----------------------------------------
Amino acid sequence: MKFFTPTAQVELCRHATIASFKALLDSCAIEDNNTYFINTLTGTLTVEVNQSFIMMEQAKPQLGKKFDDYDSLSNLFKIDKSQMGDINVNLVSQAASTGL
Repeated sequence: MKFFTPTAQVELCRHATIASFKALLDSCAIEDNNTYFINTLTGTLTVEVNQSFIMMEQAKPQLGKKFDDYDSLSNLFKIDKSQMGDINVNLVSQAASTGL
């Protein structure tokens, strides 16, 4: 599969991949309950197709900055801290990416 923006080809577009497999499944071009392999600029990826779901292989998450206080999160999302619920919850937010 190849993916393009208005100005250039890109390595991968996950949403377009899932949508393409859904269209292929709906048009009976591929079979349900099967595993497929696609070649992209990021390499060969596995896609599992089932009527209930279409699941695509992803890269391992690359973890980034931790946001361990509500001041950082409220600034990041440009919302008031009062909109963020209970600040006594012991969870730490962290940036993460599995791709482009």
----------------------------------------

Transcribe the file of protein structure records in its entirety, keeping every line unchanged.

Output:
Amino acid sequence: MKFFTPTAQVELCRHATIASFKALLDSCAIEDNNTYFINTLTGTLTVEVNQSFIMMEQAKPQLGKKFDDYDSLSNLFKIDKSQMGDINVNLVSQAASTGL
Repeated sequence: MKFFTPTAQVELCRHATIASFKALLDSCAIEDNNTYFINTLTGTLTVEVNQSFIMMEQAKPQLGKKFDDYDSLSNLFKIDKSQMGDINVNLVSQAASTGL
């Protein structure tokens, strides 16, 4: 599969991949309950197709900055801290990416 923006080809577009497999499944071009392999600029990826779901292989998450206080999160999302619920919850937010 190849993916393009208005100005250039890109390595991968996950949403377009899932949508393409859904269209292929709906048009009976591929079979349900099967595993497929696609070649992209990021390499060969596995896609599992089932009527209930279409699941695509992803890269391992690359973890980034931790946001361990509500001041950082409220600034990041440009919302008031009062909109963020209970600040006594012991969870730490962290940036993460599995791709482009």